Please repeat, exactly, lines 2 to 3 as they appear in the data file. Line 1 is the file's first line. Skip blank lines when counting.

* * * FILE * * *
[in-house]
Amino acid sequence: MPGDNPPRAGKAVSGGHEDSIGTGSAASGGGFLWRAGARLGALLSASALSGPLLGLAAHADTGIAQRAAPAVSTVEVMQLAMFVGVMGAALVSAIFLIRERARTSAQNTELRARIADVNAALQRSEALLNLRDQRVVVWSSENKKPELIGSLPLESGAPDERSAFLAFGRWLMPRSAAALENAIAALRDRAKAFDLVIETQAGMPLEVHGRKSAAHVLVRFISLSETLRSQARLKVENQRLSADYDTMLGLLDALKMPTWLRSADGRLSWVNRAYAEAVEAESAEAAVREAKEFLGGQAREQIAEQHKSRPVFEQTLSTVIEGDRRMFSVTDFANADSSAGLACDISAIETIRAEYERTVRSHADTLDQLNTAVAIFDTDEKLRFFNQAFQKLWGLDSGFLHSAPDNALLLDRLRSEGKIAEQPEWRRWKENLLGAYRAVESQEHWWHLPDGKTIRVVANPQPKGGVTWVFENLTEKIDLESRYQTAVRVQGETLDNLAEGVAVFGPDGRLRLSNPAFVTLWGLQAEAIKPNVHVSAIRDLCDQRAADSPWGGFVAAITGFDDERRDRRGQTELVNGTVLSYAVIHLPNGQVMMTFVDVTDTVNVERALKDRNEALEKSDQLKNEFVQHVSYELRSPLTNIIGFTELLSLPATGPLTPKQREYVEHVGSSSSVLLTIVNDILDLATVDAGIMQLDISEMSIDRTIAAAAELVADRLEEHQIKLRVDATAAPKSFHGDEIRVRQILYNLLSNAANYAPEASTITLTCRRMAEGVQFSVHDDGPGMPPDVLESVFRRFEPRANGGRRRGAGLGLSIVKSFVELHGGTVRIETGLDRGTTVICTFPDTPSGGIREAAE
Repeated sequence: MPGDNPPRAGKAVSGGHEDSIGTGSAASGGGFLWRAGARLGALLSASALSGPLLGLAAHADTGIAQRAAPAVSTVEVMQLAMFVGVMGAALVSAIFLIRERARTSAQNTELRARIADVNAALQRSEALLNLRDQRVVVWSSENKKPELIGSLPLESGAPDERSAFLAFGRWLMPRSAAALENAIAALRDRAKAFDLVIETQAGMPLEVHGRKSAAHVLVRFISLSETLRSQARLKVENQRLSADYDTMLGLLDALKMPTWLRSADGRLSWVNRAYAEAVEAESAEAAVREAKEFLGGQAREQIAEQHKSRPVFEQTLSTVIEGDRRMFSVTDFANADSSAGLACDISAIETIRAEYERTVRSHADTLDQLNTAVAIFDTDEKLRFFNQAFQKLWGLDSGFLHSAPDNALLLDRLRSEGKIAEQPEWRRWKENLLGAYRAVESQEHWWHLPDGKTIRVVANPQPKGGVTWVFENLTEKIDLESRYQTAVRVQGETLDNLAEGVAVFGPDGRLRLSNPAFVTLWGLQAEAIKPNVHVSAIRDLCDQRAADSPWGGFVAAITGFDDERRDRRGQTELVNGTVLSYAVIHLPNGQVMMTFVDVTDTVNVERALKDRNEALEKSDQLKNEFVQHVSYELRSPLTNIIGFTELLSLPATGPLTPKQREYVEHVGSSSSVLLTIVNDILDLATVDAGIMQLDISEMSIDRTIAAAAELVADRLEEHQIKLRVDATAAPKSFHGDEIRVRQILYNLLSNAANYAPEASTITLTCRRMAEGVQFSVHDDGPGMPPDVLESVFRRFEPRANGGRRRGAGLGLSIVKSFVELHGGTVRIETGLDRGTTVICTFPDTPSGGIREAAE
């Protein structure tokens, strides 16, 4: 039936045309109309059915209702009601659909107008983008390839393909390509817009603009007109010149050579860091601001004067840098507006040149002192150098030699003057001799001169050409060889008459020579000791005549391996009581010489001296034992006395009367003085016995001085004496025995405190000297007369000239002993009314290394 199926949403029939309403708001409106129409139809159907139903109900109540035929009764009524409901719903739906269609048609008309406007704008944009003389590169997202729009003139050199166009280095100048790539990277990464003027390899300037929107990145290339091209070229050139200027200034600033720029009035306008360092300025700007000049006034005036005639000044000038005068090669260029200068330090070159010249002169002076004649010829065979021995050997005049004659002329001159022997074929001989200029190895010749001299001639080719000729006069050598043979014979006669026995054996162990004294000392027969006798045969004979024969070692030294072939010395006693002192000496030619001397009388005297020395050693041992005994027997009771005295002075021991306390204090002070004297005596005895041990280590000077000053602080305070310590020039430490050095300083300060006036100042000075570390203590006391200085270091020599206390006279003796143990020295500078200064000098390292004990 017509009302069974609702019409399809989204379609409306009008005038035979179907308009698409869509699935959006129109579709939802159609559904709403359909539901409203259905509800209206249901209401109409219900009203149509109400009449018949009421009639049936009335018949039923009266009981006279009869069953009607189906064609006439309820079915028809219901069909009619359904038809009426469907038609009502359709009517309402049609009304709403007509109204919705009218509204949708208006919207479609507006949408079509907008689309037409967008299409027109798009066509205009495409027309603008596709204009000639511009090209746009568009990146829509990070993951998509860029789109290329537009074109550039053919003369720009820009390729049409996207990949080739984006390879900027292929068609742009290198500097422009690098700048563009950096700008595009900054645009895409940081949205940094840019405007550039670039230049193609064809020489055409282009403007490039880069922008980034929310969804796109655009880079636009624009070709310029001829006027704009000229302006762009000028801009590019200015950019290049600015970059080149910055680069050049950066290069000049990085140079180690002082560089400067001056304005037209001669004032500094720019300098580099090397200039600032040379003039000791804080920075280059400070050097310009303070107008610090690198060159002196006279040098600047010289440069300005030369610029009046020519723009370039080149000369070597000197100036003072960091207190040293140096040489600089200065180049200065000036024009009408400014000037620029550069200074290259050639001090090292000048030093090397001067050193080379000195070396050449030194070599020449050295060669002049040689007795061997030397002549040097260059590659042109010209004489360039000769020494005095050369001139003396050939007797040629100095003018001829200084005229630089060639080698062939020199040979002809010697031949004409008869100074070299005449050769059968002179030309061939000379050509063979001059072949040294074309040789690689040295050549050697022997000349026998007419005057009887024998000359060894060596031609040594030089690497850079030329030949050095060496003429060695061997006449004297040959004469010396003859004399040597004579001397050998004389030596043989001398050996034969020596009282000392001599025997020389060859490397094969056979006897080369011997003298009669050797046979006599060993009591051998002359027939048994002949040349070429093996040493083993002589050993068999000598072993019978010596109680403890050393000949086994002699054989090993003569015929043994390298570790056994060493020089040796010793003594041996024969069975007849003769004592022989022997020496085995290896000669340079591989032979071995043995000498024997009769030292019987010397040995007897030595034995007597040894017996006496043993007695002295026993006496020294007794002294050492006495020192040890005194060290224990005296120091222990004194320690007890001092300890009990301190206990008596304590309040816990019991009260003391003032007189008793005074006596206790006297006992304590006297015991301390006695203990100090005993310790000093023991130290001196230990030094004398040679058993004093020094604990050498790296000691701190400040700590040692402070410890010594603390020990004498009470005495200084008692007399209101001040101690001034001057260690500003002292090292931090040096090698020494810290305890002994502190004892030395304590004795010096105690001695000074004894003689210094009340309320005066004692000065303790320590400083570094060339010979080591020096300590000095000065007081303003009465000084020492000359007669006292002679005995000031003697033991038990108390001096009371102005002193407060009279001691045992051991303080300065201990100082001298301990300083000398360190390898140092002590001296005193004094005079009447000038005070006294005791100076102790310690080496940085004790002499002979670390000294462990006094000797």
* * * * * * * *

Amino acid sequence: MPGDNPPRAGKAVSGGHEDSIGTGSAASGGGFLWRAGARLGALLSASALSGPLLGLAAHADTGIAQRAAPAVSTVEVMQLAMFVGVMGAALVSAIFLIRERARTSAQNTELRARIADVNAALQRSEALLNLRDQRVVVWSSENKKPELIGSLPLESGAPDERSAFLAFGRWLMPRSAAALENAIAALRDRAKAFDLVIETQAGMPLEVHGRKSAAHVLVRFISLSETLRSQARLKVENQRLSADYDTMLGLLDALKMPTWLRSADGRLSWVNRAYAEAVEAESAEAAVREAKEFLGGQAREQIAEQHKSRPVFEQTLSTVIEGDRRMFSVTDFANADSSAGLACDISAIETIRAEYERTVRSHADTLDQLNTAVAIFDTDEKLRFFNQAFQKLWGLDSGFLHSAPDNALLLDRLRSEGKIAEQPEWRRWKENLLGAYRAVESQEHWWHLPDGKTIRVVANPQPKGGVTWVFENLTEKIDLESRYQTAVRVQGETLDNLAEGVAVFGPDGRLRLSNPAFVTLWGLQAEAIKPNVHVSAIRDLCDQRAADSPWGGFVAAITGFDDERRDRRGQTELVNGTVLSYAVIHLPNGQVMMTFVDVTDTVNVERALKDRNEALEKSDQLKNEFVQHVSYELRSPLTNIIGFTELLSLPATGPLTPKQREYVEHVGSSSSVLLTIVNDILDLATVDAGIMQLDISEMSIDRTIAAAAELVADRLEEHQIKLRVDATAAPKSFHGDEIRVRQILYNLLSNAANYAPEASTITLTCRRMAEGVQFSVHDDGPGMPPDVLESVFRRFEPRANGGRRRGAGLGLSIVKSFVELHGGTVRIETGLDRGTTVICTFPDTPSGGIREAAE
Repeated sequence: MPGDNPPRAGKAVSGGHEDSIGTGSAASGGGFLWRAGARLGALLSASALSGPLLGLAAHADTGIAQRAAPAVSTVEVMQLAMFVGVMGAALVSAIFLIRERARTSAQNTELRARIADVNAALQRSEALLNLRDQRVVVWSSENKKPELIGSLPLESGAPDERSAFLAFGRWLMPRSAAALENAIAALRDRAKAFDLVIETQAGMPLEVHGRKSAAHVLVRFISLSETLRSQARLKVENQRLSADYDTMLGLLDALKMPTWLRSADGRLSWVNRAYAEAVEAESAEAAVREAKEFLGGQAREQIAEQHKSRPVFEQTLSTVIEGDRRMFSVTDFANADSSAGLACDISAIETIRAEYERTVRSHADTLDQLNTAVAIFDTDEKLRFFNQAFQKLWGLDSGFLHSAPDNALLLDRLRSEGKIAEQPEWRRWKENLLGAYRAVESQEHWWHLPDGKTIRVVANPQPKGGVTWVFENLTEKIDLESRYQTAVRVQGETLDNLAEGVAVFGPDGRLRLSNPAFVTLWGLQAEAIKPNVHVSAIRDLCDQRAADSPWGGFVAAITGFDDERRDRRGQTELVNGTVLSYAVIHLPNGQVMMTFVDVTDTVNVERALKDRNEALEKSDQLKNEFVQHVSYELRSPLTNIIGFTELLSLPATGPLTPKQREYVEHVGSSSSVLLTIVNDILDLATVDAGIMQLDISEMSIDRTIAAAAELVADRLEEHQIKLRVDATAAPKSFHGDEIRVRQILYNLLSNAANYAPEASTITLTCRRMAEGVQFSVHDDGPGMPPDVLESVFRRFEPRANGGRRRGAGLGLSIVKSFVELHGGTVRIETGLDRGTTVICTFPDTPSGGIREAAE